The city Board of Elections has decided to drop its appeal of a 2017 court ruling that prevented the agency from permanently relocating LeFrak City’s longstanding polling place.
The news was first announced in a Tuesday night statement by Rep. Joe Crowley (D-Queens, Bronx), with BOE Executive Director Michael Ryan telling the Chronicle on Wednesday that it was obvious the appeal was creating more headaches than it would have solved.
“The pursuit of the appeal was creating the misperception that the board did not want to locate the polling sites on the property of LeFrak City,” Ryan said in a telephone interview. “We don’t want to contribute to any misunderstandings or any unrest in the LeFrak community with respect to their poll sites.”
After the BOE announced last summer that it would relocate all five election districts from the Corona complex’s Continental Room to area schools more than a half-mile away — citing accessibility issues — the LeFrak City Tenants Association filed a lawsuit to stop the move.
In October, New York County Supreme Court Justice Erika Edwards ruled that four of the five election districts be returned to the original location and labeled the BOE’s moving of the polling site for more than 6,000 voters as “irrational, arbitrary and capricious.”
The BOE challenged the ruling on procedural grounds this spring, claiming the court had no right to render its decision.
Earlier this month, the agency announced that it would permanently keep three election districts in the Continental Room and move two to LeFrak City’s library in time for the June 26 Democratic primary between Crowley and Bronx progressive activist Alexandria Ocasio-Cortez.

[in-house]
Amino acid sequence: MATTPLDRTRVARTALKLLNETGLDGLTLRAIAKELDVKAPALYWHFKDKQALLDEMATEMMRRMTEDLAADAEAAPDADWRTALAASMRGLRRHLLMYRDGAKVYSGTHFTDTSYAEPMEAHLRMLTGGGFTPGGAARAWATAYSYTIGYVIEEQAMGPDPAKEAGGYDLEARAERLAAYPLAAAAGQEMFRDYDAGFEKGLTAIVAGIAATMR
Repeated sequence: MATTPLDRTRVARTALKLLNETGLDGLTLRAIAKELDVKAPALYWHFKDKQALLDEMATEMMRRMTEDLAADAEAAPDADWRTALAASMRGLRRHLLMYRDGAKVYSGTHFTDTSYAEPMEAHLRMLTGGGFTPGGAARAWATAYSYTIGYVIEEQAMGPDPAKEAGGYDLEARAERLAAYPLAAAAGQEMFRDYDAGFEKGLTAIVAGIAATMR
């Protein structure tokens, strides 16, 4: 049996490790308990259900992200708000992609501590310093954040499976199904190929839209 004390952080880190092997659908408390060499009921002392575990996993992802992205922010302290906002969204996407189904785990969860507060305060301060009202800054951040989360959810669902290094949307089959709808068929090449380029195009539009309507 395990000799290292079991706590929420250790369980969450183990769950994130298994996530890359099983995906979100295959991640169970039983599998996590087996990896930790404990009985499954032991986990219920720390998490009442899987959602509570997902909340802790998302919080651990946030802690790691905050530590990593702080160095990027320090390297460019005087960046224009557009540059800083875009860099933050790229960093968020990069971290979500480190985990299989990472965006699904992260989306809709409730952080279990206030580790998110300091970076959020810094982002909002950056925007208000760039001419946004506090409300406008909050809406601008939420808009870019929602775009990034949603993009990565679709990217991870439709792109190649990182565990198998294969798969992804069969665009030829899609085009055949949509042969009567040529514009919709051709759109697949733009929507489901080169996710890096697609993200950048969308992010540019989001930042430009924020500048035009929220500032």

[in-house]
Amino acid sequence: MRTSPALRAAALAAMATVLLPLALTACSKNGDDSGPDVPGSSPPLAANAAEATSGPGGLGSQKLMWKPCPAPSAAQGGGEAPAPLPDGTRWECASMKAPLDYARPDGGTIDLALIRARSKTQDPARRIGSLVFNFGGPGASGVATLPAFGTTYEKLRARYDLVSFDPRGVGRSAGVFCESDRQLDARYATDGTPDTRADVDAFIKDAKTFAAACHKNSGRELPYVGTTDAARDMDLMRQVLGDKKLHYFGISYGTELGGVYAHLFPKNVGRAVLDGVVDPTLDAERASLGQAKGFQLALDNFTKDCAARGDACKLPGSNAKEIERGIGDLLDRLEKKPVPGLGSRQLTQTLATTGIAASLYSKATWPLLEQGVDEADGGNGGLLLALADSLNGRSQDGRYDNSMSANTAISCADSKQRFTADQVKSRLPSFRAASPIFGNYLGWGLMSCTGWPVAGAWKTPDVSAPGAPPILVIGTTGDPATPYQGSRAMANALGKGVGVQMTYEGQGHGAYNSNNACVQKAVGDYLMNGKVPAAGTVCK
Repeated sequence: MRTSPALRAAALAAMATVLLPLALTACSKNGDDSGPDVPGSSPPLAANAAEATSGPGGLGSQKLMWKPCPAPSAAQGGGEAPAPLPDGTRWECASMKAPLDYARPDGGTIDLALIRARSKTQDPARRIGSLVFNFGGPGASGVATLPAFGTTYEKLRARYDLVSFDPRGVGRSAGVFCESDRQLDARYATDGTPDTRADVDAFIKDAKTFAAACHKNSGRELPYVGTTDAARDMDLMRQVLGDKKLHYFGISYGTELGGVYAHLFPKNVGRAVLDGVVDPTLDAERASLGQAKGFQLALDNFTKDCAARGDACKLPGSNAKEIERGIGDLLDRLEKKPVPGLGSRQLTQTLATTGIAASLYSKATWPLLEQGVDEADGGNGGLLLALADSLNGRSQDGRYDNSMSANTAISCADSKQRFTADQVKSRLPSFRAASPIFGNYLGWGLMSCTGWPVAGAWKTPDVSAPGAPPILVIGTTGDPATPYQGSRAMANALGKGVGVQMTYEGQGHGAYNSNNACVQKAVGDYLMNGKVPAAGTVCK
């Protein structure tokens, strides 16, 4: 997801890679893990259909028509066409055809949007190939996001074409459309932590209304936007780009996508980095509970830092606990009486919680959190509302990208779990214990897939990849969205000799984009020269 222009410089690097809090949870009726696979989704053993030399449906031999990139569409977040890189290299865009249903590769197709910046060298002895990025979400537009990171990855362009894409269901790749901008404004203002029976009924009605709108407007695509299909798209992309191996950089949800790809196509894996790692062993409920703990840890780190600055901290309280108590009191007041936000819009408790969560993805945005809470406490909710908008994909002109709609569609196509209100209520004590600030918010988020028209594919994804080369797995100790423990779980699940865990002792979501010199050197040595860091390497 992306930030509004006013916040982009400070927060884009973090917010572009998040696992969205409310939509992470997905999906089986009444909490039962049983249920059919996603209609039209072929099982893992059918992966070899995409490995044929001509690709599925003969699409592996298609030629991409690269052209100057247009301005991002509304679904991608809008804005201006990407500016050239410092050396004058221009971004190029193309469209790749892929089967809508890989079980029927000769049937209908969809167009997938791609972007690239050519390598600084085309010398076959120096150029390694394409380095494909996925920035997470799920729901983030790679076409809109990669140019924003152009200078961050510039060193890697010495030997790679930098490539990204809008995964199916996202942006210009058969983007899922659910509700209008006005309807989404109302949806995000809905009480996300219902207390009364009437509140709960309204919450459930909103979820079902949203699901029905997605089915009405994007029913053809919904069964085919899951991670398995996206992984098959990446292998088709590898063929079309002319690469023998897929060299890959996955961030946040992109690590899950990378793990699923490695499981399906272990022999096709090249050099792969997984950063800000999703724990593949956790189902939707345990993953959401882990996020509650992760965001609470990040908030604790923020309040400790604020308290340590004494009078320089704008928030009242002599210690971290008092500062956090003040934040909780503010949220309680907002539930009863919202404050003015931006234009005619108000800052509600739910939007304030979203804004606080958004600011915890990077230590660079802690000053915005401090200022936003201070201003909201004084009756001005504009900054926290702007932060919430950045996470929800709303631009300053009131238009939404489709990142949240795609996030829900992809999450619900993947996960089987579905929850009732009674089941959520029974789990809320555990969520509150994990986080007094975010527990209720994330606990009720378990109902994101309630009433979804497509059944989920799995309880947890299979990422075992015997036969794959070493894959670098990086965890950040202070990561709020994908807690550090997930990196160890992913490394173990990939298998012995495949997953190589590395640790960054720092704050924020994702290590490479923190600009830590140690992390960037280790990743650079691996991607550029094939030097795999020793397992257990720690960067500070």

At the time, Ryan told the Chronicle that the BOE was still planning to go ahead with the appeal — oral arguments before the state Supreme Court’s Appellate Division were set for September.
But in the weeks since, he admitted on Wednesday, continuing the legal process had become untenable.
“Even though we are still strongly committed to the legal issues in the procedural appeal,” he said, “it was creating more of a distraction than anything.”
Crowley celebrated the decision in his statement issued Tuesday.
“Maintaining the polling sites sends a strong message to LeFrak City residents, and to the entire city, that their voices matter and their right to vote is paramount,” he said. “I’m glad to see the Board of Elections has dropped their misguided legal effort to move these polling sites and that my constituents will be able to vote within their community.”
Ethan Felder, a lawyer representing the LCTA — and a volunteer for Ocasio-Cortez’s campaign — said he was delighted when informed of the news on Wednesday, calling it a “major victory” for the complex’s residents who have long opposed the BOE’s move.
“The BOE dropping the appeal shows in no uncertain terms the power of ordinary people and community leaders coming together,” Felder said. “The credit really goes to [Black Leadership Action Coalition President] Bertha Lewis, [LCTA President] Malikah Shabazz and the LeFrak City community that was so steadfast and dedicated throughout the whole litigation process.”
“It also reveals how unnecessarily political poll site determinations can be,” he added, “as well as the need for structural voting reform toward a system of professional management at the BOE rather than politicization.”